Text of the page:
My pledge to rebuild confidence in LabourI never imagined that one day I’d become an MP, or now a candidate to become the next Deputy Leader of the Labour Party. Growing up, I was regularly told that ‘girls like me’ from ‘backgrounds like mine’ wouldn’t amount to anything. I never planned to go into politics - I always wanted to be a doctor. The last Labour Government gave me that chance, allowing me to study Medicine aged 24 after failing my A-Levels the first time around because of pressures at home. This shaped the person that I am today and has given me the fire in my belly to ensure that no other child feels that there is a ceiling on what they can achieve.
When I work shifts as an A&E doctor at my local hospital, I see first-hand the issues facing our communities today. I treat young people who come to A&E after self-harming, I treat those who haven’t been able to access mental health services for years, and yes, I treat victims of violent crime.
To see a young person breathe their last breath is a pain that never leaves you. Teenage boys, once full of bravado on the street, with the words “Born to die” tattooed on their chests, victims of horrific stab wounds, laying there crying out for their mothers. The sound of a parent grieving for their child is universal - it can’t be forgotten.
As the MP for Tooting, I have worked incredibly closely with community groups and young people to try and tackle the rise of violent crime in our society. I’ve organised summits with representatives from local community organisations, charities, the police, the Chief Executive of Wandsworth Council and the Deputy Mayor for Policing, to start tackling this problem from a community perspective. Working with affected communities is paramount in order to resolve these critical issues once and for all.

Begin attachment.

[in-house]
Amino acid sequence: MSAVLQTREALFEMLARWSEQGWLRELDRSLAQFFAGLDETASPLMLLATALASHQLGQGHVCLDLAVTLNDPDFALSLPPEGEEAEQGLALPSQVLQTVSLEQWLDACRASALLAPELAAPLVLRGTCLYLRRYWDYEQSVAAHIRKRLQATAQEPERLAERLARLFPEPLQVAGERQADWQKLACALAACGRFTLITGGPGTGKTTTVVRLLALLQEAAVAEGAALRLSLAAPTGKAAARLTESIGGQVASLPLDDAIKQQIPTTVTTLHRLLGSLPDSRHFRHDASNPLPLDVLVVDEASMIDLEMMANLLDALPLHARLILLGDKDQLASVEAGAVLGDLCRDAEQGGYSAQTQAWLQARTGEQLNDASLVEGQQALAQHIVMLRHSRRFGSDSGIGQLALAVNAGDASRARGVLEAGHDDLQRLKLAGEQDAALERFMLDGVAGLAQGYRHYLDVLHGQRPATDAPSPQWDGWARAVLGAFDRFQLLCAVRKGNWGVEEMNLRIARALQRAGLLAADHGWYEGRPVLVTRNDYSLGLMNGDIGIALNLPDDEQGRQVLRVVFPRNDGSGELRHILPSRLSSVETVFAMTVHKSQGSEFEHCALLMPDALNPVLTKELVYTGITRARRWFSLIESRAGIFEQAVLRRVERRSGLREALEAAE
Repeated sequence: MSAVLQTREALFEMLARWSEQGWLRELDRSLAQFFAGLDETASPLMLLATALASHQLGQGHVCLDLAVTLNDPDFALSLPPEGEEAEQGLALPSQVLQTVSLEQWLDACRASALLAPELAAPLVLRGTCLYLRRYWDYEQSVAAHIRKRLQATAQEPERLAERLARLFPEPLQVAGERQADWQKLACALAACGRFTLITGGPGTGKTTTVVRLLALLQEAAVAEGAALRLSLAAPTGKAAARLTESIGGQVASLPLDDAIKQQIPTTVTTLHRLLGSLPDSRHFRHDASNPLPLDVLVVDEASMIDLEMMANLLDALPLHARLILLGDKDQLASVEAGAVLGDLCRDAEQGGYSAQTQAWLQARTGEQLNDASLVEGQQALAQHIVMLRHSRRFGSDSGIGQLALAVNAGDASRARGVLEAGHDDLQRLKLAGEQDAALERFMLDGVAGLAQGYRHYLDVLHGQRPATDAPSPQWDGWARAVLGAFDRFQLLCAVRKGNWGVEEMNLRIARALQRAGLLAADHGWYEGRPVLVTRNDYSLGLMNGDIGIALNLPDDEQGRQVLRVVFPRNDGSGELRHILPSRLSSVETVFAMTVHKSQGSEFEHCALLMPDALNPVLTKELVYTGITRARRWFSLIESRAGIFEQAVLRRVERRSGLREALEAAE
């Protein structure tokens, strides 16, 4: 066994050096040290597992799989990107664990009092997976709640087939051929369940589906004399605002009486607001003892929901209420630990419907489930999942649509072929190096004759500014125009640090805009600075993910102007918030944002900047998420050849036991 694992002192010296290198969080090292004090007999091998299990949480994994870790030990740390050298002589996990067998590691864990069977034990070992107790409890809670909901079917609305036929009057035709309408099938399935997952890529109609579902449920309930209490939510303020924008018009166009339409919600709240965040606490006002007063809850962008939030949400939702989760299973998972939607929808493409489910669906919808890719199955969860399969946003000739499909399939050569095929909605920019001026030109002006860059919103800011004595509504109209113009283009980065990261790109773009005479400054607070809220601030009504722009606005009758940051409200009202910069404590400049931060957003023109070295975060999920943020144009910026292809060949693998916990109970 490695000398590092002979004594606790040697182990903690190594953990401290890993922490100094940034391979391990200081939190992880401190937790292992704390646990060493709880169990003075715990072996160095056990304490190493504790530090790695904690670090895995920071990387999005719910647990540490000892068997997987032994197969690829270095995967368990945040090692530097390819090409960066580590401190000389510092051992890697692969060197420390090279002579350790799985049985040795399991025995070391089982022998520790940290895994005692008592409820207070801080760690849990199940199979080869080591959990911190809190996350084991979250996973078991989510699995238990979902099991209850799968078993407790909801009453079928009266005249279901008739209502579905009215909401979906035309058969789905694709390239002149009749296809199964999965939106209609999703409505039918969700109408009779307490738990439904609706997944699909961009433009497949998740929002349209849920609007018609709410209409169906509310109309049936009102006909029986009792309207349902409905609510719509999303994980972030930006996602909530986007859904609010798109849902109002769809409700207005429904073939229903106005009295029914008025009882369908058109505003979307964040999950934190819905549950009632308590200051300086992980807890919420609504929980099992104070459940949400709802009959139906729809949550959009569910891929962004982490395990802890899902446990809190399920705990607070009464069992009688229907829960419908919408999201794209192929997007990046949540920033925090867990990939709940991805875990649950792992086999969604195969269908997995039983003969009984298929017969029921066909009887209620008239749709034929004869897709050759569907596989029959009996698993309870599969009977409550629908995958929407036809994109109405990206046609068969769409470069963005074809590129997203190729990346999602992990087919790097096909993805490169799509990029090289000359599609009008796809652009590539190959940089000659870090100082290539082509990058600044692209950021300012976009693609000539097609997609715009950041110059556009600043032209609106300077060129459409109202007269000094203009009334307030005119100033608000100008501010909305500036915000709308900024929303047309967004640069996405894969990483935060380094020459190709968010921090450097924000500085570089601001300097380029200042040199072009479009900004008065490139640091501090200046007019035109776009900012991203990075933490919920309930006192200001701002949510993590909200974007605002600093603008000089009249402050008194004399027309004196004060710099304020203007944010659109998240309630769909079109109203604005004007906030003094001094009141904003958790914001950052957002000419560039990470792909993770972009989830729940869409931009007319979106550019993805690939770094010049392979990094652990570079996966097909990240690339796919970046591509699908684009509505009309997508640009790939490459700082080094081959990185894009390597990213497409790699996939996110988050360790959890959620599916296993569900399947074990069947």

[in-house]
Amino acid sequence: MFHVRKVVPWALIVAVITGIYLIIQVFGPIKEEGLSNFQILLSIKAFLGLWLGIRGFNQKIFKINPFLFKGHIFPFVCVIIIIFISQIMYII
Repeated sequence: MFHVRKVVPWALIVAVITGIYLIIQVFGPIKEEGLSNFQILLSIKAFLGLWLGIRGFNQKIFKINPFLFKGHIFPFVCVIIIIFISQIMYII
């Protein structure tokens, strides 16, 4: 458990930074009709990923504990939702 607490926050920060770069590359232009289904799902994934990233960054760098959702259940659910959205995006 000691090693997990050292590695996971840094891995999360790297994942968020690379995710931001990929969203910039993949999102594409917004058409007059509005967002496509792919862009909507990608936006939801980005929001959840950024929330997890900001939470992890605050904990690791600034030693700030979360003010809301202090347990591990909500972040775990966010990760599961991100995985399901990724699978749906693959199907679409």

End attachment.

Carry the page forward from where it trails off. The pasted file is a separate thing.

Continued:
As a keen boxer myself, I have promoted the work of local boxing clubs to tackle violent crime. Boxing is far more than just a sport - for many, it’s family. Clubs offer an opportunity for local young ¬people to make friends, engage with sport and receive mentorship. So much of gang culture and violence is about a sense of belonging. We have a duty to show young people that, if you can gain respect in the ring, you do not have to get respect from violence on the street.
One of the reasons I decided to run to become the next Deputy Leader of the Labour Party is because it would give me the platform to give a voice to the voiceless. Whether it’s children losing their lives to senseless violence, older people being unable to access safe and decent social care, or refugees fleeing violence and persecution, their voices must be amplified.
A platform alone isn’t enough though - Labour needs to be in power to affect real change for the most vulnerable in our communities. As Deputy Leader, I will rebuild our movement into one people can vote for. A party people can trust. The door may have closed on 12 December for a generation’s hopes and ambitions, but with the right leadership team in place in the Labour Party, it will not be closed for good. We need to win the next General Election, and we must listen to our voters ahead of the Mayoral election in May. As Deputy Leader, it will be my responsibility to rebuild trust, not just with the grassroots of our party, but with voters. Together, we can take Labour forward.
Dr Rosena Allin-Khan is MP for Tooting and candidate for Deputy Leader of Labour
Fleur Anderson MP: As Deputy Leader, Rosena Allin-Khan would be a campaigner-in-chief, not a leader-in-waitingRosena Allin-Khan is a real campaigner – she knows how to roll up her sleeves and get stuck in, writes Putney's new MP, Fleur Anderson.